The road to love has not been a smooth one. First of all, I didn’t have a PC to hook the Silhouette up to or run the software on. Using the house computer upstairs would involve hooking up the machine every time I wanted to use it, setting it on a stool nearby along with my materials and basically trying to be crafty in the middle of household chaos. Not to mention fighting the kids off to actually get some damn time on the computer. No, I wanted my own setup and I’d gladly petition the Universe and start socking money away in the mason jar again to obtain it. Lucky for me my brother fixes and refurbishes computers as a side business, and he was able to assemble for me a system out of mongrel parts. Finally I was set up, and so began the learning process. This had its own frustrations as I learned that creating Nanetta Bananto’s designs wasn’t as easy as opening the file from the CD and just cutting. I had to learn to use the “trace” feature of the Silhouette software to replicate the pattern, as I would for any JPG or PNG design I wanted to cut out. That was an eye-opener, and took a couple weeks to master. Then there was learning how to adjust the blade settings, cutting paper versus cardstock, and discovering that cardstock bought at Michael’s is flimsier than cardstock bought through Stampin’ Up, and settings that work for the former will not cut through the latter. And so on and so forth but finally I felt I was ready to attempt a project, and in my tendency to go for the hardest version of anything first, I decided to make one of those paper spheres.

A lot of you already know this story. I’ll skip to the ending and say that I did make one. But I don’t know if I’ll attempt making any more because while they are utterly fabulous, they were quite possibly the hardest, most frustrating project I’ve ever attempted in my life. You hear me? In my LIFE!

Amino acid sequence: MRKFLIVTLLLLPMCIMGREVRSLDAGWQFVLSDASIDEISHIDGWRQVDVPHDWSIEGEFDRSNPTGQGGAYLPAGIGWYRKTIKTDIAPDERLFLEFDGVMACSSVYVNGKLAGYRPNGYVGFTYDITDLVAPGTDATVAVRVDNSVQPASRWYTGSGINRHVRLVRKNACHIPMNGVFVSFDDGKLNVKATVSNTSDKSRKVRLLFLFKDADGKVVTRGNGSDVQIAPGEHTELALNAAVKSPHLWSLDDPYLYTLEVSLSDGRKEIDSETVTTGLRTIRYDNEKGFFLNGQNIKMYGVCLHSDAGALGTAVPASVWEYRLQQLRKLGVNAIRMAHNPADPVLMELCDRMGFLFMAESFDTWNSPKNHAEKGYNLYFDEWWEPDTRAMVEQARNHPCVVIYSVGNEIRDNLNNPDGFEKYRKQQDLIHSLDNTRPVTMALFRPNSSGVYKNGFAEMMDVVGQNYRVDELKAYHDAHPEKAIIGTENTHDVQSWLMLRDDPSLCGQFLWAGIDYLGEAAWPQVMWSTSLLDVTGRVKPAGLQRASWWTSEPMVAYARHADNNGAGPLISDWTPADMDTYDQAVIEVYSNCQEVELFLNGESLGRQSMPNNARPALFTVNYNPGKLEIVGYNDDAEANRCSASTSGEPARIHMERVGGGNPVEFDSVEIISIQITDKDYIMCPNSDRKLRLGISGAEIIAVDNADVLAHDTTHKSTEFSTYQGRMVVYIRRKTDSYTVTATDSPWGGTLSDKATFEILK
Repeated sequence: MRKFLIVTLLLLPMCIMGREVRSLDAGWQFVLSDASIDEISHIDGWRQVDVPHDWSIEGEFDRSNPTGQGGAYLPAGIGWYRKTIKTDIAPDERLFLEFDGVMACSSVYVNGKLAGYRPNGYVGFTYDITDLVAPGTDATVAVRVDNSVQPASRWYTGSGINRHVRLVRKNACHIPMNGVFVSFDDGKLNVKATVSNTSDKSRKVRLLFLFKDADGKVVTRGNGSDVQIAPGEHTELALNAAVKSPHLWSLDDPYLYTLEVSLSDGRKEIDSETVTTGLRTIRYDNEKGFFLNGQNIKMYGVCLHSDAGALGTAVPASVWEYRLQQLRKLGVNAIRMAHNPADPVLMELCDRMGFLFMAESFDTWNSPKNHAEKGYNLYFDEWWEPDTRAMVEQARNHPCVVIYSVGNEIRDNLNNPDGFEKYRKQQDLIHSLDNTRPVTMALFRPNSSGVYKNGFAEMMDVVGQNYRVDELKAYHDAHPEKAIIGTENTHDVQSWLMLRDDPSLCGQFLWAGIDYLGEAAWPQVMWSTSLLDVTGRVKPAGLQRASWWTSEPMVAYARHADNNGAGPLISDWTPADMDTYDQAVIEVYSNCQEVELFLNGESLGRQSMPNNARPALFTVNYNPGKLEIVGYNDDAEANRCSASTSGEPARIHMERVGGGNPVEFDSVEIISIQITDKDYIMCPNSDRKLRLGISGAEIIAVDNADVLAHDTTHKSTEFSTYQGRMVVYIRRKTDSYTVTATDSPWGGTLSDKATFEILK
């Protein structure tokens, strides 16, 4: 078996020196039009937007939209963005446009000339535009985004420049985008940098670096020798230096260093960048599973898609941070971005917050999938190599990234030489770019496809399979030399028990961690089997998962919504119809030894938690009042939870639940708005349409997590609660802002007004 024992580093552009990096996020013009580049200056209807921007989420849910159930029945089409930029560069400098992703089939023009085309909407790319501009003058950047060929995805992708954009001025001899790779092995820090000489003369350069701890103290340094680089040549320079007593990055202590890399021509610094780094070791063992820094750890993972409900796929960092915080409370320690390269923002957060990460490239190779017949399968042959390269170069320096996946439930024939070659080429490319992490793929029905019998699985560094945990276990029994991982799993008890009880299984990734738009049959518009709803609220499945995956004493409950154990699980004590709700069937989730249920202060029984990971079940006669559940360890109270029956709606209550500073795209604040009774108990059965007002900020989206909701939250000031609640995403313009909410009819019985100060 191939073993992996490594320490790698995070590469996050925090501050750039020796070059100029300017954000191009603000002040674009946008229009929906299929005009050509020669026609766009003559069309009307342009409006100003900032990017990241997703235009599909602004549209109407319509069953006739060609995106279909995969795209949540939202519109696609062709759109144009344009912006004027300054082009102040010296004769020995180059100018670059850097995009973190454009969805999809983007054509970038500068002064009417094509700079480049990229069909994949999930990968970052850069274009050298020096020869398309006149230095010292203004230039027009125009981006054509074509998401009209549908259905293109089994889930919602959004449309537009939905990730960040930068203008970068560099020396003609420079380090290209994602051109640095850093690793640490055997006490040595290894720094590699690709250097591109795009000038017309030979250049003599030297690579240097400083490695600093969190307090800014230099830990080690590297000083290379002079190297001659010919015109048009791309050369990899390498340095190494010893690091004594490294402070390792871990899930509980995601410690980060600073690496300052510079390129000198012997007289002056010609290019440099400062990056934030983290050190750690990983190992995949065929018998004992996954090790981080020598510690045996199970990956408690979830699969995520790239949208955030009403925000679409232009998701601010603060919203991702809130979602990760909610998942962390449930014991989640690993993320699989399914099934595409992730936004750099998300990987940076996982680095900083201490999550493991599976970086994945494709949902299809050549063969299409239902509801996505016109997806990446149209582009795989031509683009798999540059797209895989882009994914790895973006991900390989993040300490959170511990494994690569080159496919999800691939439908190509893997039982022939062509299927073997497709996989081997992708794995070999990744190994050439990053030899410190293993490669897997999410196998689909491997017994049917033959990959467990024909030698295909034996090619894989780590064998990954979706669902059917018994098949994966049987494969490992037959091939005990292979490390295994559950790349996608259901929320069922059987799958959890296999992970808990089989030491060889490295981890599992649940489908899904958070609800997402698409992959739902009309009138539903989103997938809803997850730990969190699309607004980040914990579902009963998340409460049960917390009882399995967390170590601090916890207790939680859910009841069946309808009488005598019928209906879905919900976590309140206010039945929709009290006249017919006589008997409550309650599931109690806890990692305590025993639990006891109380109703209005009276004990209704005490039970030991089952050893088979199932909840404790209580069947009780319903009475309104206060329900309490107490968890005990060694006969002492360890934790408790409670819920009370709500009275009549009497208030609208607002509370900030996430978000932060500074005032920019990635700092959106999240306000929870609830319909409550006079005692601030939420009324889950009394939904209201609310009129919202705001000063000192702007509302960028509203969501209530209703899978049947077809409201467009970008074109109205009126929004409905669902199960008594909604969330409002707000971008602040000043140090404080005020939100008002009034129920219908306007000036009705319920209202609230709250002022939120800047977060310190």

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I set aside my sphere dreams and looked for something else to fool around with. Panda had recently downloaded and printed some pictures of One Direction which were, naturally, strewn across the kitchen counter. As I gathered them up to toss in the recycling (I’m so mean, I know, but you give clutter an inch and it takes your house), I looked at one of them, a basic group shot of the boys, but I was now looking with my new Silhouette-trained eye, seeing the outline of the group, not just the individuals. I can trace this, I thought, suddenly envisioning the cut-out silhouette in front of a Union Jack flag. I found the same image online, saved the picture as a JPG, imported it into the software, and used the Trace feature. It worked perfectly. I cut the shape out of black paper, then found a Union Jack design from the SIlhouette store which I cut from red and blue paper. I worked in secret evenings when Panda was away. Finally assembled, I took it up to her:

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She screamed. She hugged it. She hugged me. Then she took a picture and put it on Instagram. I thought, this has possibilities.

Bit in teeth, I downloaded this picture:

1D 2

I traced it, cut it, assembled it, and presented it to Panda:

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She screamed. She hugged it. She hugged me. Then she took a picture and put it on Instagram. After hanging both pieces on her wall, she wondered how she could have them surrounded by some 1D lyrics. “Like a wall decal?” I asked.

“Right, letters that just stick on the wall,” she said.

“Well that’s just contact paper,” I said slowly, “or rather some kind of adhesive…vinyl.”

“Will your machine cut that?”

But I didn’t answer her because I knew it could and I was having yet another vision, this time of making my own wall decals. Not just the ubiquitous ones you see everywhere: Live.Love.Laugh. Family. Peace. Famous Quotation. But a truly unique and useful decal that could go by the kitchen sink that said I love you…and please put that in the dishwasher. One over the hamper that said Is that dirty or are you just lazy? Or one that was posted just outside bedroom and bathroom doors, in a beautiful font reading: turn off the light! I could make decals of ballet poses and terminology for my best friend’s dance studio.

I’m now out of my head. I’m smitten, besotted, gone. I am so in love with this machine, I can’t even see straight.  I don’t think I’ve been this excited about a gadget since…um…never mind (shut up, Bridget). It’s awesome. I love it.

Valentine Lollipop Covers

It’s nearing Valentine’s Day which means the floor by my desk looks like this:

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I send my friends love notes on the 14th.  I like Valentine’s Day to be about the message.  It kind of drives me crazy how it’s become a second Halloween in the schools but I play nice.  These lollipop “matchbook” covers are quick, cute and easy, and they satisfy my need for things to be handmade with kids’ need to be sugary.